Easter date based on accurate astronomical computations
The table below
shows astronomical vernal equinox and full moon dates and a 'would/could-be' Easter date derived from it,
compared to the official ecclesiastical Easter dating. Please keep in mind that
the astronomically determined Easter date is purely hypothetical, although in most cases it indeed is the correct Easter date.
The official Easter date according to the Roman Catholic Church is not based on true (I mean accurate modern) astronomical data,
but since 1583 it is determined using the Lilius/Clavius algorithm and nothing else!
This algorithm was however state-of-the-art astronomy in the 16th century,
when Earth was still considered to be the centre of the Universe.
Before 1583 Dionysius Exiguus' method was used since AD 532, and he had extended a table from Cyrillus that started in AD 437.
Before 437 it is unsure if the same rules were obeyed, and up to AD 325, when the Nicæan Council was held, it is
quite sure Easter was celebrated on different dates, so for early times the 'official' date below is just a guess.
Sometimes the astronomical Easter date can and will differ from the official Easter date,
such events are called Easter paradox.
The astronomical Easter date is displayed in white with a red background in those cases.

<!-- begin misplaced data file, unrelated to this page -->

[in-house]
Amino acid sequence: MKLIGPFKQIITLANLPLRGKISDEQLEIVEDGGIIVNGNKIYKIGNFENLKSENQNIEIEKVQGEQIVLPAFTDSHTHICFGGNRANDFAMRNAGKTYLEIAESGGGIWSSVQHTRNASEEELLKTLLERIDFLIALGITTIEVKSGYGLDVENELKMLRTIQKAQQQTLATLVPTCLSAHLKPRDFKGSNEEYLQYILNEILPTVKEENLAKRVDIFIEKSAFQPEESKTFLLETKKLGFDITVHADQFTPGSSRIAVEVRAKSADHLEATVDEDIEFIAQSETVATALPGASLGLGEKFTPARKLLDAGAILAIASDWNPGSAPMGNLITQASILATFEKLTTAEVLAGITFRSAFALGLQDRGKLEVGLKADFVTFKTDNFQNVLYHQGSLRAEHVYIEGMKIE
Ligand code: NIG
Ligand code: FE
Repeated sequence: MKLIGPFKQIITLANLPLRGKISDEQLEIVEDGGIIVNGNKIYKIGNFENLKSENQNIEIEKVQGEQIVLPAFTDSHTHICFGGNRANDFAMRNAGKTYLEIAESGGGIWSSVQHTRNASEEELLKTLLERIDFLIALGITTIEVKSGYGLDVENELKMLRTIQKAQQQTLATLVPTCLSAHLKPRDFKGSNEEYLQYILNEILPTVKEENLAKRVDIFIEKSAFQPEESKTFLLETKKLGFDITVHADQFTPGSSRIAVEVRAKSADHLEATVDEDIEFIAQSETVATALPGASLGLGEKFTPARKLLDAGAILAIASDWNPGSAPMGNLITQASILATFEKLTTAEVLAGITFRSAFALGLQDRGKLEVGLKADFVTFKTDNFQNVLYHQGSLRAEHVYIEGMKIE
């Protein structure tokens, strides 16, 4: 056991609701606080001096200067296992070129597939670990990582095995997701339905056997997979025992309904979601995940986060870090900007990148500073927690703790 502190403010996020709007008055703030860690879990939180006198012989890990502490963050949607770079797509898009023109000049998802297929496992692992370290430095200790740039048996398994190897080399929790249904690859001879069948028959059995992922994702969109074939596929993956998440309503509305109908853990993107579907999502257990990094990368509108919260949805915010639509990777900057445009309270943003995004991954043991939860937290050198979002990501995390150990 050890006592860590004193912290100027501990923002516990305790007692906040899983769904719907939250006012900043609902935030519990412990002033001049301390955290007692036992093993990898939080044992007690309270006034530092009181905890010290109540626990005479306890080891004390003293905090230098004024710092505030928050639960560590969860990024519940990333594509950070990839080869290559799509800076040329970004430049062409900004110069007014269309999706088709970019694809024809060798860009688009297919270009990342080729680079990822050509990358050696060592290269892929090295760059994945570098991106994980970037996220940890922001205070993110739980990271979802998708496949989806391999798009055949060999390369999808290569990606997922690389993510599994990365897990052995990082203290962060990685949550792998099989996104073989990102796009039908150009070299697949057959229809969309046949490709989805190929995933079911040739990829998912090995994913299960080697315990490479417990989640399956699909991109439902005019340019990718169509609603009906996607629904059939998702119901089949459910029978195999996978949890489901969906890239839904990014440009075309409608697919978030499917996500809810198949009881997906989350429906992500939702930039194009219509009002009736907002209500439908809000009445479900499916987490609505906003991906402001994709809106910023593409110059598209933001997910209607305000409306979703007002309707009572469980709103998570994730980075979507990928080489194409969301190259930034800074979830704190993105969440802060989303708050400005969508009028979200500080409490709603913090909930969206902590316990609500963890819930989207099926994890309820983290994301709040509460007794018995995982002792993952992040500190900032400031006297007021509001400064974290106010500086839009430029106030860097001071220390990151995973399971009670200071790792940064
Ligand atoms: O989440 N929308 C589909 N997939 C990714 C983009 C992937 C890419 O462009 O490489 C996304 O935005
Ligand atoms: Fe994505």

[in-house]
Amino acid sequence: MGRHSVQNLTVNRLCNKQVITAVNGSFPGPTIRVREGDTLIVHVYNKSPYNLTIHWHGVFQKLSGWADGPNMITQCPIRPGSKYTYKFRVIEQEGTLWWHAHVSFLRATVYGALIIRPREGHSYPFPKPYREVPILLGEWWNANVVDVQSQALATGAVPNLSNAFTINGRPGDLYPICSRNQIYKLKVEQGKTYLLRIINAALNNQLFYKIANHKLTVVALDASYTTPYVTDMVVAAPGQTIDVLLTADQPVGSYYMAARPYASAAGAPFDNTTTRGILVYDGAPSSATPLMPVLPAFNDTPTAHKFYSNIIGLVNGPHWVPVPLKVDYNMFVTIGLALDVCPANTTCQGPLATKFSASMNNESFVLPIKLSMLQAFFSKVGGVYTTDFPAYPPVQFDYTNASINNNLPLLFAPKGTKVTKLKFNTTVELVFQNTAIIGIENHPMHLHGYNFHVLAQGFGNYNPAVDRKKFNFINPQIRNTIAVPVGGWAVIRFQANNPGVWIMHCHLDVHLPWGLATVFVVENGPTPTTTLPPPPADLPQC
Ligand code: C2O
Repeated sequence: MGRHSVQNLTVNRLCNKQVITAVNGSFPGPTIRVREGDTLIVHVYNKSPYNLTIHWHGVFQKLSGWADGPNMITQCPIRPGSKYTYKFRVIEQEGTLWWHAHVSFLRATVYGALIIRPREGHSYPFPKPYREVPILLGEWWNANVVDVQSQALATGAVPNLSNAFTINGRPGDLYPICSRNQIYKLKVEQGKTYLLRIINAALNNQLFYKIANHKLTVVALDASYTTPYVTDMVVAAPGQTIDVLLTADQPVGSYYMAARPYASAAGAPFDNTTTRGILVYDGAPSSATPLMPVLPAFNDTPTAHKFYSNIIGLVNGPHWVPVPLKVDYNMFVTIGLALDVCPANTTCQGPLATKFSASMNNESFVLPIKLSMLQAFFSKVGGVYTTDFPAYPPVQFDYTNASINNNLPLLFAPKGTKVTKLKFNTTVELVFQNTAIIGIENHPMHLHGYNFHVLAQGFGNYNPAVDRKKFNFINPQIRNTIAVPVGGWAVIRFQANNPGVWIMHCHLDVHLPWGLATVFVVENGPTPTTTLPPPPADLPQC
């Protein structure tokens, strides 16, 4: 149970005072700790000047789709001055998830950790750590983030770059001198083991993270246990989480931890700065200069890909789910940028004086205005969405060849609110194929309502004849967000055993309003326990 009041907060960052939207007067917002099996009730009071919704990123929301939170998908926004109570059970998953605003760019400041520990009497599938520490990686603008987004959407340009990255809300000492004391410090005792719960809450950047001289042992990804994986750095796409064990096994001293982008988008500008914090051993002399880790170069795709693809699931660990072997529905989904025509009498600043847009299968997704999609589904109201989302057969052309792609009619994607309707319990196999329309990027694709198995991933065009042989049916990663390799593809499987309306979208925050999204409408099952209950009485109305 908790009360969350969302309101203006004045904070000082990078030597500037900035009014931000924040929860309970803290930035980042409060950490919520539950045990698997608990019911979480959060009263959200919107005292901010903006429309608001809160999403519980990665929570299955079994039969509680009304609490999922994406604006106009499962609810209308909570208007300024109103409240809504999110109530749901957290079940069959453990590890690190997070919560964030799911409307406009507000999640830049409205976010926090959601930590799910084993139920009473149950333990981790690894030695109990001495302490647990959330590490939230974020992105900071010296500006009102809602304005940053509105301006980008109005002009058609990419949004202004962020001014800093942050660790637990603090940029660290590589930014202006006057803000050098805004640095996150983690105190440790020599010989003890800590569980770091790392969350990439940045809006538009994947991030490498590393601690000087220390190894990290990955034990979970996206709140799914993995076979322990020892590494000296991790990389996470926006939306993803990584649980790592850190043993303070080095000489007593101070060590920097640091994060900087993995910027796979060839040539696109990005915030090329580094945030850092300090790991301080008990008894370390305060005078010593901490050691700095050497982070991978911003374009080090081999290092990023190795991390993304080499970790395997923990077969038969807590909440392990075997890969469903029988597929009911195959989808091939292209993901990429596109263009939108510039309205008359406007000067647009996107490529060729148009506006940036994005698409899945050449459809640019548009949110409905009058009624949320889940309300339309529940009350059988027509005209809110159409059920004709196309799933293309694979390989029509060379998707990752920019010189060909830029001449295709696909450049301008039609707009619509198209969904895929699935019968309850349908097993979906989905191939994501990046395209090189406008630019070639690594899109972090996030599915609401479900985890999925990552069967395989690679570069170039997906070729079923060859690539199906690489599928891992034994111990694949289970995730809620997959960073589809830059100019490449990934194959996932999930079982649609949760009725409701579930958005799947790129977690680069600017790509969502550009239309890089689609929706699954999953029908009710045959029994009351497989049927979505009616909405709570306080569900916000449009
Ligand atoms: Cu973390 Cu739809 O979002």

If the astr.PFM differs from the official one it will have a grey background,
but in most cases a wrong astr.PFM does not affect the resulting Easter date.
Officially, Easter should be celebrated after Luna 14 and not later than Luna 21.
If the official Easter date below is on Luna 22 or later, it will have a grey background.
The algorithm used on this page is as follows:
determine the true astronomical time of the vernal equinox;
find the first true astronomical full moon on or after this vernal equinox;
find the first Sunday after this full moon's date in Rome's timezone without Daylight Saving Time;
this is assumed to be the true first Sunday after the true first full moon in spring: the Astronomical Easter Sunday.
The choice of Rome to set a timezone for determining the day-of-week of the astronomical Paschal Full Moon is arbitrary,
one could indeed argue it should be Jerusalem (or Alexandria!); and instead of using the timezone
it would be better to use the true local solar time (certainly for the more ancient years),
but those corrections would not make much difference to the general
behaviour of the astronomically computed Easter date - this page is merely to demonstrate the fact that differences occur
between astronomical and ecclesiastical computations;
I will not go into details about the astronomical algorithms used, near the bottom of this page you'll find some reference sources;
accurate astronomical computations
are far more complex than the other Easter dating algorithms presented on this website;
well, some details: following modern astronomical rules, the vernal equinox is based on the heliocentric ecliptic longitude
of Earth in its orbit around the Sun,
not when the Sun is exactly in the equatorial plane or when day and night have exactly the same duration!
and for moon phases it's something similar, especially new moon was based on first crescent visibility,
but today it's its geocentric longitude with respect to the Sun!